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Disintegrating Facts August 26, 2011

Posted by nrhatch in Humor, Mindfulness, Nature, People.
Solar System Planets.

Image via Wikipedia

When I grew up, we had 9 planets in our Solar System.

I know that because I got a “100” on that science test.

Actually, I got a 104.

I answered the extra credit question.  

I liked to show off. 

It made my Ego feel good.

As I was saying, there were 9 planets:

Mercury, Venus, Earth, Mars, Jupiter, Saturn, Uranus, Neptune, and Pluto.

Now, there are 8.

Pluto has been “demoted” from planet to some other nebulous mass of matter on the far reaches of our Solar System.

If I had said, “Pluto is NOT a planet,” my teacher would have told me I was WRONG . . . and I would not have scored a 104 on the test.

These days, if I said, “Pluto is NOT a planet,” she would agree with me.  As our knowledge expanded, the number of planets in our Solar System shrunk.

A “fact” turned out not to be based in fact at all.

The virtually unanimous opinion of scientists that Pluto had the stature of a planet was based on insufficient data.  Disintegrating facts.

At one time, the Earth was flat and the Sun revolved around us.  We were the center of the Universe.  That, of course, is no longer the case.  The world didn’t change; our interpretation changed.  Facts disintegrated under scrutiny.

Most of the “facts” that people toss about are subject to interpretation.  As such, they aren’t really facts at all.  They are merely opinions . . . based on the information currently available.

Will our knowledge of physics and metaphysics continue to expand causing the facts of today to be knocked out of orbit?   Of course.

For that reason, when I disagree with “facts” espoused by others, I tend to say, “I disagree” ~ alerting them to the fact that we have divergent opinions on the topic being discussed.

I rarely say, “You are wrong” or “I am right” because I might, in fact, be wrong ~ just like those scientists who labeled Pluto a planet.

A divergence of opinion is just that ~ opposite views of the world based on the totality of our experiences to date.

For 30 years, as an atheist, I claimed that “what you see is what you get.”  That opinion changed in the course of a single evening because of a mind-blowing and life-altering experience that convinced me that there IS more to this life than meets the eye.

Does that mean that I should take my experience and argue that atheists are “wrong” about their view of the world?

Of course not.  The what is, IS.  In contrast, the “facts” of life are, of necessity, subject to interpretation based on our experiences and the information currently available to us.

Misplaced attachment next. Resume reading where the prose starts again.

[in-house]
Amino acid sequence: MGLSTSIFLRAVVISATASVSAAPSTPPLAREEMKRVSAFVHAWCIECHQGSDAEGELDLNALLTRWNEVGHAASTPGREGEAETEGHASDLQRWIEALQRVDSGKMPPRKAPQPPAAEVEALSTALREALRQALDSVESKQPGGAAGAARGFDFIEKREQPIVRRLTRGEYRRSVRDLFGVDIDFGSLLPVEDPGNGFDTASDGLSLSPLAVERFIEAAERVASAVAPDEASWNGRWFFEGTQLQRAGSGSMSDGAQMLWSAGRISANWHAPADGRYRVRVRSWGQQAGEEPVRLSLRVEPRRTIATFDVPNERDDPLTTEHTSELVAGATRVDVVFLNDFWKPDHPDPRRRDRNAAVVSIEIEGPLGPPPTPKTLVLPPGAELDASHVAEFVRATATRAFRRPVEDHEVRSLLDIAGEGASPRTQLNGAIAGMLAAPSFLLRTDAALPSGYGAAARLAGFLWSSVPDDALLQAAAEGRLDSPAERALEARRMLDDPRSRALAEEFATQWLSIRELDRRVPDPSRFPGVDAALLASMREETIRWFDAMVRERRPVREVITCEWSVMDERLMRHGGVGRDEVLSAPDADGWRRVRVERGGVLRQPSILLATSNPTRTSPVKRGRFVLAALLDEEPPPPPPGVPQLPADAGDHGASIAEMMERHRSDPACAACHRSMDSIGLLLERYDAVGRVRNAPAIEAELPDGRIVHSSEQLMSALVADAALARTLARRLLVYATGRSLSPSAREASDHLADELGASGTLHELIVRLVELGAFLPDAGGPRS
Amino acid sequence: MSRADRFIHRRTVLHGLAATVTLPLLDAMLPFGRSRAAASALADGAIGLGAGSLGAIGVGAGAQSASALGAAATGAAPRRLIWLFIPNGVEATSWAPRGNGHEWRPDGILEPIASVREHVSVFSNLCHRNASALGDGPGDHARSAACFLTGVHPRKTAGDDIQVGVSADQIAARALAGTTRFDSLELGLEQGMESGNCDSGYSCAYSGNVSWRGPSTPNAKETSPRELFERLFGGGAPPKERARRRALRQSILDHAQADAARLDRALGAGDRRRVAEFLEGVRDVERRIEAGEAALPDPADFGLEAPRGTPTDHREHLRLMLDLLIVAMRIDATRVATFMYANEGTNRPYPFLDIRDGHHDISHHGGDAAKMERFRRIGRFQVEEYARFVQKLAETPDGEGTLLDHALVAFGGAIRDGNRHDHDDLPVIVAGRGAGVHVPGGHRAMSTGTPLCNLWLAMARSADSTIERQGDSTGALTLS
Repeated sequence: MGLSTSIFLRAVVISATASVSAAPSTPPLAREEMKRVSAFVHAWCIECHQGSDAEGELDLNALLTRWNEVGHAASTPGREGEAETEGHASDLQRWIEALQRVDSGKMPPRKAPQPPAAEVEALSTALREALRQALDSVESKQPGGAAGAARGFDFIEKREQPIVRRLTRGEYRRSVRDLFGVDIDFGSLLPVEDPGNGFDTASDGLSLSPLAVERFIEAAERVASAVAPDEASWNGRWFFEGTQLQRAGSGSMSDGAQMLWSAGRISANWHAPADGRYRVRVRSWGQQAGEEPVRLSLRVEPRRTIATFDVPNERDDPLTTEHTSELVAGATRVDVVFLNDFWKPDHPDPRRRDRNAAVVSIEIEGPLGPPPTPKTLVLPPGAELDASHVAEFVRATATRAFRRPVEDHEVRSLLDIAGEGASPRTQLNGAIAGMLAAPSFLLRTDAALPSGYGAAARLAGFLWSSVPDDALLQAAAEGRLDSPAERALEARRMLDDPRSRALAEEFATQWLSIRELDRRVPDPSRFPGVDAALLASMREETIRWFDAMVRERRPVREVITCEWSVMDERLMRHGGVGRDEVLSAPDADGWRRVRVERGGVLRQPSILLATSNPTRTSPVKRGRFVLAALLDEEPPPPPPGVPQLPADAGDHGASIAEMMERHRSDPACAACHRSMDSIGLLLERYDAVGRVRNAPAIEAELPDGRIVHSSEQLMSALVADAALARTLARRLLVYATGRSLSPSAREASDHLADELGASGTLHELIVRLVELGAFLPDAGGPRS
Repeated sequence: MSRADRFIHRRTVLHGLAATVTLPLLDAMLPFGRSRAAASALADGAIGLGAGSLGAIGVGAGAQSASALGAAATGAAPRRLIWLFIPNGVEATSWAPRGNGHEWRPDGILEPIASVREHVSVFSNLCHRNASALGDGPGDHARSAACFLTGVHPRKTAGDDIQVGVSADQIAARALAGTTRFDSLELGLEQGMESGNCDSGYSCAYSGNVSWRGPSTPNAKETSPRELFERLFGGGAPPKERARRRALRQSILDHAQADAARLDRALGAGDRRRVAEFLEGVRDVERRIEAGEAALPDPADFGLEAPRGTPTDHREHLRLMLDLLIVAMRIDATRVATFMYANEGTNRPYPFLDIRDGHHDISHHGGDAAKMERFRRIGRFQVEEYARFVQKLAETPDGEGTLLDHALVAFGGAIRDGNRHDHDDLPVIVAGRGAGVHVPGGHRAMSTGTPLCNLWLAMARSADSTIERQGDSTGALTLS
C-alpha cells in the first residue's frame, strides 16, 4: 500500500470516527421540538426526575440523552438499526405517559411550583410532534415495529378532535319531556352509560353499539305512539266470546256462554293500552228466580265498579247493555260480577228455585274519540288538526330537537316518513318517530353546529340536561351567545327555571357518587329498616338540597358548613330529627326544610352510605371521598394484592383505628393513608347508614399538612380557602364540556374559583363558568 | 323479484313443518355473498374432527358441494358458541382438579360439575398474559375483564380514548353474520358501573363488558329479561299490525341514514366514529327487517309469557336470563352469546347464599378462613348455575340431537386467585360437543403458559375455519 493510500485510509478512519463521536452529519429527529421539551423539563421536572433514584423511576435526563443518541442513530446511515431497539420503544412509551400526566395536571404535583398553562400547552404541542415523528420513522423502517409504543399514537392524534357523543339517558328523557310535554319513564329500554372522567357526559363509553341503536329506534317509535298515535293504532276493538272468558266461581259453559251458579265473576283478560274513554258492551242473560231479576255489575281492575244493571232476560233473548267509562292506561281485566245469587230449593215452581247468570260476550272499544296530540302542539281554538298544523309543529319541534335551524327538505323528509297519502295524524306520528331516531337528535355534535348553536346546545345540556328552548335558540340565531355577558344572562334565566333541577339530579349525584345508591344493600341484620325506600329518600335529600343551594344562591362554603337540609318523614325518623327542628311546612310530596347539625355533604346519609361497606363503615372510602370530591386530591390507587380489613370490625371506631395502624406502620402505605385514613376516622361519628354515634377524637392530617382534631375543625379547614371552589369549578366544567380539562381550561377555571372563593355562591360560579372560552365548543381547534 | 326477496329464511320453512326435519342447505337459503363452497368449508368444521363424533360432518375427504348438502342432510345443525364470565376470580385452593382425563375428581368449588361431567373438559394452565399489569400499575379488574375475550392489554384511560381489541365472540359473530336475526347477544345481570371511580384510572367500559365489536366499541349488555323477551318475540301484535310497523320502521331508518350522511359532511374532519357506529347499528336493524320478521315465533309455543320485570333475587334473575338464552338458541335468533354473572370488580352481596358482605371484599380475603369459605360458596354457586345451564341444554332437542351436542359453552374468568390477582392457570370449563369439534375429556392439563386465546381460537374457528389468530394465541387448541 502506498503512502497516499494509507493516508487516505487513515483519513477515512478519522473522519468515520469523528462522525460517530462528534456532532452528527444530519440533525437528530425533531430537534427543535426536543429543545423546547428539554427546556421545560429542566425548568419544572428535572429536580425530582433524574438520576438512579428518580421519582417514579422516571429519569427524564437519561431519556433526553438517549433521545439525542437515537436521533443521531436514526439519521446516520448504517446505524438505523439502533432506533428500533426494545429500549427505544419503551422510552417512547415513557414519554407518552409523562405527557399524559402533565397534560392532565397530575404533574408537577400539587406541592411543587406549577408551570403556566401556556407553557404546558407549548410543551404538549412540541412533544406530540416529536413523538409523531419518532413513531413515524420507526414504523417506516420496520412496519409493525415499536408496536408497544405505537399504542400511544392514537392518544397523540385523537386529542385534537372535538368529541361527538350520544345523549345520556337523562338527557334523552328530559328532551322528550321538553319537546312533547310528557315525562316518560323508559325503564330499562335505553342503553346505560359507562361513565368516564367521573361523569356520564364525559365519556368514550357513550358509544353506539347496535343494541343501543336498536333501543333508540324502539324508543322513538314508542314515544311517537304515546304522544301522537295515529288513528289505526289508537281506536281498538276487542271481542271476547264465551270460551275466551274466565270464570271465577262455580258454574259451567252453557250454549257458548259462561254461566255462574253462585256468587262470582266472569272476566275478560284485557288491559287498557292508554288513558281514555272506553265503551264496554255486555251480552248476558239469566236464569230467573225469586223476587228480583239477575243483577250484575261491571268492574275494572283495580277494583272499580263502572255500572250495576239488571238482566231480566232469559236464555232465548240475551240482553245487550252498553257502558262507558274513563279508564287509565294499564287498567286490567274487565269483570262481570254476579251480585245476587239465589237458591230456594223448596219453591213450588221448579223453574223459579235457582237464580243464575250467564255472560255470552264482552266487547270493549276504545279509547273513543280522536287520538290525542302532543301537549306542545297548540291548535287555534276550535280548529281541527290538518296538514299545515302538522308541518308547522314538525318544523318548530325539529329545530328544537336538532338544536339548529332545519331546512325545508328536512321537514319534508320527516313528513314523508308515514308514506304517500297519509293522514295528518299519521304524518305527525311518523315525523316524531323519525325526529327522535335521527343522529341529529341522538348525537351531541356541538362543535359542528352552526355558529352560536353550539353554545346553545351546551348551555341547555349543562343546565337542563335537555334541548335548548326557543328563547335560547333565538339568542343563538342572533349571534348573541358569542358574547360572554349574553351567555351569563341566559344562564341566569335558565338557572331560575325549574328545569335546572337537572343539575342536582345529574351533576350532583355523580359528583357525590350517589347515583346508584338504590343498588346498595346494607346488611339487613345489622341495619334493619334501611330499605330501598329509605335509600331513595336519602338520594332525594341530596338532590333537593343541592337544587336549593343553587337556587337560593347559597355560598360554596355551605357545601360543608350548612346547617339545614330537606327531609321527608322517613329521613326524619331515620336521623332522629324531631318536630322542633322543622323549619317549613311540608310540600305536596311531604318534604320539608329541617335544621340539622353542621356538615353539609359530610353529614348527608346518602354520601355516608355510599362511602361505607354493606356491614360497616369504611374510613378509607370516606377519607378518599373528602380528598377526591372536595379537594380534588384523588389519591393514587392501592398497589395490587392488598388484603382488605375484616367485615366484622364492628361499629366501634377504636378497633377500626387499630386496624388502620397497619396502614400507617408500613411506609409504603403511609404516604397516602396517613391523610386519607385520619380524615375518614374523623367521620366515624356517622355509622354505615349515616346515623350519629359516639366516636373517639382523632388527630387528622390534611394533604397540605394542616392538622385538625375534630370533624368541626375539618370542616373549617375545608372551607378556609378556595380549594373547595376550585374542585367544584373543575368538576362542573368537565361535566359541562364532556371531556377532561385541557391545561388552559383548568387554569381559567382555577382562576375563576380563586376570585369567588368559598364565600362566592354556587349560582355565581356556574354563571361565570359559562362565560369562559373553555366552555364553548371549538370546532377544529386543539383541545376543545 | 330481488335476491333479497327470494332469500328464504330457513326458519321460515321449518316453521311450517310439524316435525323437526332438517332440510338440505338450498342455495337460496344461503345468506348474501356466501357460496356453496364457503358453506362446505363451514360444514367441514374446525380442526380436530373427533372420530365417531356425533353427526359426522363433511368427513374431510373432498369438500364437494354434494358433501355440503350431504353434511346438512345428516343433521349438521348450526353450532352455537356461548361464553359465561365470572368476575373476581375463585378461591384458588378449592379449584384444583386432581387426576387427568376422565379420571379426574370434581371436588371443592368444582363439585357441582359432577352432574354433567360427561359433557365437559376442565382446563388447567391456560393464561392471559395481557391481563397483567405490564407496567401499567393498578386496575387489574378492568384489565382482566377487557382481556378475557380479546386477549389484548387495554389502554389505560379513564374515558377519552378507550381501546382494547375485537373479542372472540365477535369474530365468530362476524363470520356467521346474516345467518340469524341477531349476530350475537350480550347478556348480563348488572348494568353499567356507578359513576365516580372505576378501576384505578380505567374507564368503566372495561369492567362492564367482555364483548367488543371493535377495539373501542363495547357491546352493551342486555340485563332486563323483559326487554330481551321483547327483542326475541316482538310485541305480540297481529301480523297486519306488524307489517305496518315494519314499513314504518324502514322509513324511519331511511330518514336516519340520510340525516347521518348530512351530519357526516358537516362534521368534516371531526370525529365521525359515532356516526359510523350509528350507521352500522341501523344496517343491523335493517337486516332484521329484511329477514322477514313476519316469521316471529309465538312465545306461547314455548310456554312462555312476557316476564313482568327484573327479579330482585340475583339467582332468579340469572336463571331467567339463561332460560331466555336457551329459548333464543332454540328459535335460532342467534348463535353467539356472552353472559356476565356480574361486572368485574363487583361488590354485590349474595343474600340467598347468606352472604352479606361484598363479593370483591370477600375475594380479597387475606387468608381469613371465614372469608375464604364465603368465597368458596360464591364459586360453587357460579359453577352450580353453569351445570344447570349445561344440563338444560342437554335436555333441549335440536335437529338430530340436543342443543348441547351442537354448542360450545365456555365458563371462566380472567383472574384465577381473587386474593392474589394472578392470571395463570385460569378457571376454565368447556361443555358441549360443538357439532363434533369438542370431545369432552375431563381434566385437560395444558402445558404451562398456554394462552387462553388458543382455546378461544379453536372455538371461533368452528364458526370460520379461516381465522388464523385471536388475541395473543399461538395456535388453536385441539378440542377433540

Why would I want to waste my time trying to convince someone else that my view of the world is RIGHT and their view of the world is WRONG?

Other than to satisfy my Ego’s desire to show off, of course.   😉

“Everything we hear is an opinion,  not a fact. Everything we see is a perspective, not the truth.” ~ Marcus Aurelius  

No rules.  Just write.

What about you?

When you disagree, do you state your truth calmly and clearly and let others accept or reject it?  Or do you pepper your position with strident comments like, “I’m RIGHT”  or “You’re WRONG!”?

Is it easy for you to agree to disagree?

Related posts:  To Agree Or Disagree * Desiderata . . . Desired Things * A Study of Contrasts * The Courage to Be Free * Unusual Angles * Speak Your Truth . . . Quietly and Clearly


1. Penny - August 26, 2011

When you disagree, do you state your truth calmly and clearly and let others accept or reject it? Or do you pepper your position with strident comments like, “I’m RIGHT” or “You’re WRONG!”?

I…..totally believe in…. telling it like it is………I never say, I know I am right……..but, I will say I am right about my thoughts….they are mind…right or wrong- agree-or disagree. Diversity is the interest in deliberating our staus. I can also truthfully say, I’ve learned from other’s thoughts-adding at times a little more sauce to my thoughts. 🙂

nrhatch - August 26, 2011

Good points, Penny.

I’m more open to discussion (and adding “sauce to my thoughts”) when someone says “I disagree” than when they preface their comments by saying “You’re wrong.”

An open mind learns more in an hour than a closed mind learns in a lifetime.

2. barb19 - August 26, 2011

‘Facts’ change when we learn more ‘facts’. We all need to nurture an open mind.

nrhatch - August 26, 2011

Having an open mind makes life that much easier.